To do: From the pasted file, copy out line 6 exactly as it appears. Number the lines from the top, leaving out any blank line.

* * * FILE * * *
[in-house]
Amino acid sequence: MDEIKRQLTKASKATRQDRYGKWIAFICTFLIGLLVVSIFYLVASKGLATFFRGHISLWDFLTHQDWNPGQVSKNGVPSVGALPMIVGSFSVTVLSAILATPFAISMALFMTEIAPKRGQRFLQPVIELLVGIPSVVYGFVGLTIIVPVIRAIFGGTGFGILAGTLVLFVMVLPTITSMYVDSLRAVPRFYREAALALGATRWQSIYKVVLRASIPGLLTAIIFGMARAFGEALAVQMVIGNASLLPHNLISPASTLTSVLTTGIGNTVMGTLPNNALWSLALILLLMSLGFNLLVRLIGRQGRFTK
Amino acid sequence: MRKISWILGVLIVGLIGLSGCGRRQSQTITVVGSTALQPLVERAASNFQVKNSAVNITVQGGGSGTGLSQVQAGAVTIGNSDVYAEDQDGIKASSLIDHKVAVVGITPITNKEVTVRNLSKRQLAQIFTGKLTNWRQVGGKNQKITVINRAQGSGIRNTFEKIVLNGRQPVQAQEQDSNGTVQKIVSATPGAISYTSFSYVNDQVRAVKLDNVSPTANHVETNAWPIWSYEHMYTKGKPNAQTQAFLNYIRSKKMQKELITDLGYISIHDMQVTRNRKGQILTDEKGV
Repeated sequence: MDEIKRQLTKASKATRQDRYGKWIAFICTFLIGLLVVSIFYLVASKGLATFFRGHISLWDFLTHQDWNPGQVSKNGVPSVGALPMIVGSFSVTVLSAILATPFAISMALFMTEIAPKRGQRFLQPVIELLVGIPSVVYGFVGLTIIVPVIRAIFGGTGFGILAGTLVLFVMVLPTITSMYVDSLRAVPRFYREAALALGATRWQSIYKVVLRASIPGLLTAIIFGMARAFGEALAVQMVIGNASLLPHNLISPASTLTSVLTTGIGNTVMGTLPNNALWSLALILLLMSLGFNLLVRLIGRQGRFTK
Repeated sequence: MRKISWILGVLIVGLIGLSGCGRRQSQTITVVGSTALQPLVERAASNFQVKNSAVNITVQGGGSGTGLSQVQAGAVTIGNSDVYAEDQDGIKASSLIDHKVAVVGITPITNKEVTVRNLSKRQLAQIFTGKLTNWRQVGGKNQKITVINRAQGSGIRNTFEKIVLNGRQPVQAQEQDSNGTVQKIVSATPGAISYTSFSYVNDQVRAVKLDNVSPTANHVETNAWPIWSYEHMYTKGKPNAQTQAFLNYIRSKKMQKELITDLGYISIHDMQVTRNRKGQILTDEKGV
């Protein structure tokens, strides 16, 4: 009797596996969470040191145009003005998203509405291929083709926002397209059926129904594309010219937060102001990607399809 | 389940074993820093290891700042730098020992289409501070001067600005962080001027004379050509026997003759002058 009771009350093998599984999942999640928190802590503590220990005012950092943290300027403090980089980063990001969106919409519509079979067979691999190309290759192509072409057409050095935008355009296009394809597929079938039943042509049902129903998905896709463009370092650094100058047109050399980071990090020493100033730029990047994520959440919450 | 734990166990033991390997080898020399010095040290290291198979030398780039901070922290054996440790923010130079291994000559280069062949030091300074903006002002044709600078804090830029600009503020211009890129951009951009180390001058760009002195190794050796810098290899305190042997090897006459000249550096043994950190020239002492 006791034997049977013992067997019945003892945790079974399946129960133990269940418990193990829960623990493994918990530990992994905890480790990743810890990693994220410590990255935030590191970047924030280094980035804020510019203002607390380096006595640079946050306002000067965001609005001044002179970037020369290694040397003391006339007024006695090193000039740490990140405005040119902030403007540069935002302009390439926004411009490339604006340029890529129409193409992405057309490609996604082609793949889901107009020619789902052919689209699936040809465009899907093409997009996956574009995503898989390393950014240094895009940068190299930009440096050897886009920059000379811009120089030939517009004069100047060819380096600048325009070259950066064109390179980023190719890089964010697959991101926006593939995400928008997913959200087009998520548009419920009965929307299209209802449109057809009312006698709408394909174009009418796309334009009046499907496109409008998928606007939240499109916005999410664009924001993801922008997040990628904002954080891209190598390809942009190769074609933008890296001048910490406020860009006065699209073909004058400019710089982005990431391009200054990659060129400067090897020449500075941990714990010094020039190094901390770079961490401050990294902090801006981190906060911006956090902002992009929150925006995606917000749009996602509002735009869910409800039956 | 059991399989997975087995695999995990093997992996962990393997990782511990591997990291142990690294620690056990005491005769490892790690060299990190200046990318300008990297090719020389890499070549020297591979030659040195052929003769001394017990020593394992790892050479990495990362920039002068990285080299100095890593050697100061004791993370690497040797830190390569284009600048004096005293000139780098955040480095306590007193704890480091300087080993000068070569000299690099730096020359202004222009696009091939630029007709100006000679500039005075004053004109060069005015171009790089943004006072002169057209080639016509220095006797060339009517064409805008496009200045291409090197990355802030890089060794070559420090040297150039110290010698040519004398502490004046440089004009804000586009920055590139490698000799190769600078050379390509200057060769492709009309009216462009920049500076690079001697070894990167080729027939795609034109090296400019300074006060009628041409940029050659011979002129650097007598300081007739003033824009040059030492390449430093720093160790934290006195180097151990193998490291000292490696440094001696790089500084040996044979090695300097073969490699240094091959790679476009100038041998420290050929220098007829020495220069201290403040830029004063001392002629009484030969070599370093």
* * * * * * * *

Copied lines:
């Protein structure tokens, strides 16, 4: 009797596996969470040191145009003005998203509405291929083709926002397209059926129904594309010219937060102001990607399809 | 389940074993820093290891700042730098020992289409501070001067600005962080001027004379050509026997003759002058 009771009350093998599984999942999640928190802590503590220990005012950092943290300027403090980089980063990001969106919409519509079979067979691999190309290759192509072409057409050095935008355009296009394809597929079938039943042509049902129903998905896709463009370092650094100058047109050399980071990090020493100033730029990047994520959440919450 | 734990166990033991390997080898020399010095040290290291198979030398780039901070922290054996440790923010130079291994000559280069062949030091300074903006002002044709600078804090830029600009503020211009890129951009951009180390001058760009002195190794050796810098290899305190042997090897006459000249550096043994950190020239002492 006791034997049977013992067997019945003892945790079974399946129960133990269940418990193990829960623990493994918990530990992994905890480790990743810890990693994220410590990255935030590191970047924030280094980035804020510019203002607390380096006595640079946050306002000067965001609005001044002179970037020369290694040397003391006339007024006695090193000039740490990140405005040119902030403007540069935002302009390439926004411009490339604006340029890529129409193409992405057309490609996604082609793949889901107009020619789902052919689209699936040809465009899907093409997009996956574009995503898989390393950014240094895009940068190299930009440096050897886009920059000379811009120089030939517009004069100047060819380096600048325009070259950066064109390179980023190719890089964010697959991101926006593939995400928008997913959200087009998520548009419920009965929307299209209802449109057809009312006698709408394909174009009418796309334009009046499907496109409008998928606007939240499109916005999410664009924001993801922008997040990628904002954080891209190598390809942009190769074609933008890296001048910490406020860009006065699209073909004058400019710089982005990431391009200054990659060129400067090897020449500075941990714990010094020039190094901390770079961490401050990294902090801006981190906060911006956090902002992009929150925006995606917000749009996602509002735009869910409800039956 | 059991399989997975087995695999995990093997992996962990393997990782511990591997990291142990690294620690056990005491005769490892790690060299990190200046990318300008990297090719020389890499070549020297591979030659040195052929003769001394017990020593394992790892050479990495990362920039002068990285080299100095890593050697100061004791993370690497040797830190390569284009600048004096005293000139780098955040480095306590007193704890480091300087080993000068070569000299690099730096020359202004222009696009091939630029007709100006000679500039005075004053004109060069005015171009790089943004006072002169057209080639016509220095006797060339009517064409805008496009200045291409090197990355802030890089060794070559420090040297150039110290010698040519004398502490004046440089004009804000586009920055590139490698000799190769600078050379390509200057060769492709009309009216462009920049500076690079001697070894990167080729027939795609034109090296400019300074006060009628041409940029050659011979002129650097007598300081007739003033824009040059030492390449430093720093160790934290006195180097151990193998490291000292490696440094001696790089500084040996044979090695300097073969490699240094091959790679476009100038041998420290050929220098007829020495220069201290403040830029004063001392002629009484030969070599370093």